25 May 2009

Early Gomphids and a life ode

I continued the search for the early darner by visiting Lower Huron Metropark. I am somewhat at a loss where to find the Springtime Darner (Basiaeschna janata) in Wayne County, but I'll continue searching this location as you'll read at the end of the post.

I started and ended at the Woods Creek Picnic Area. This is adjacent to the Huron River and has a small creek running through a wooded hollow that is great for clubtails (Gomphus sp.) this time of year. Immediately upon my arrival, I began kicking up recently emerged Ashy Clubtails (Gomphus lividus) along the two-track and on the adjacent vegetation.


Walking through the grass of the open areas, I kicked up a couple of recently emerged Midland Clubtails (Gomphus fraternus) which also happen to be a new early date for Michigan.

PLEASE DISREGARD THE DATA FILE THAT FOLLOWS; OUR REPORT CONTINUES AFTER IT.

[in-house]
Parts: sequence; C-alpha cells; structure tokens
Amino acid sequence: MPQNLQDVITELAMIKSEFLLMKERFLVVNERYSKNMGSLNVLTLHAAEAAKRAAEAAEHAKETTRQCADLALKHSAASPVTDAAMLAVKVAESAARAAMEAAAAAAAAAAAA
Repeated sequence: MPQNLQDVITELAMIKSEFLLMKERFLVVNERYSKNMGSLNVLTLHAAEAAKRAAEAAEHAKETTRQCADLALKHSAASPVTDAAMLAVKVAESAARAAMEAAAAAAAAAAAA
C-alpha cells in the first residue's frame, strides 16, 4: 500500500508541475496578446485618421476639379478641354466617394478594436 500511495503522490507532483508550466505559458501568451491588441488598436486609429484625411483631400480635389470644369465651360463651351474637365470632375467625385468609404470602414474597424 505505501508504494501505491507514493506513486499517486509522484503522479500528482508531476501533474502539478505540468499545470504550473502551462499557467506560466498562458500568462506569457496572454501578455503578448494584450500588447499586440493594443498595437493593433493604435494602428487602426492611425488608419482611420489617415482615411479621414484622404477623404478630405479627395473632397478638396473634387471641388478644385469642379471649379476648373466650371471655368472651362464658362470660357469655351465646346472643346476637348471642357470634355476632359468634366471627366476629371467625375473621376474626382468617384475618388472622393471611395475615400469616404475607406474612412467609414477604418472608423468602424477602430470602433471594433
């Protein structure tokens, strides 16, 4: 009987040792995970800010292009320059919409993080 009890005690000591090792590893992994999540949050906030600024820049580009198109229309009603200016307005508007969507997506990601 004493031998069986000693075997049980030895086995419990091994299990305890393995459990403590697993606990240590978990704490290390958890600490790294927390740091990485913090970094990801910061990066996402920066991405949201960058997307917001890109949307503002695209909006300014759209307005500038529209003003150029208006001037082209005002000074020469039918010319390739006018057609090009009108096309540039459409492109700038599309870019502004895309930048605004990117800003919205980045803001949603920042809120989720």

Here's a male:

And a female:
Soon after this I saw a life ode working the edge of the forest. Initially Dragonhunter came to mind, but I realized that it was too early for that species. The individual was large (50% larger than the clubtails I was examining) and black with bright yellow markings. The dragonfly was hunting along the bushes and small trees of the partly shaded opening. Then luck was on my side and it perched on a twig, hanging vertically from the tip.

Immediately, I recognized the following:
  • eyes touching at a point on top of the head = spiketail (Cordulegaster)
  • yellow arrowhead markings along the dorsal surface of the abdomen = Arrowhead (C. obliqua)
  • long ovipositor extending beyond the tip of the abdoment = female
No time for a photo as this female Arrowhead Spiketail (Cordulegaster obliqua) continued on her way.

I searched further and only had one more fleeting glimpse as she headed into the woods. While checking the immediate vicinity I found a small rivulet running from the hillside. This was a new water source that I wasn't familiar with and investigated further.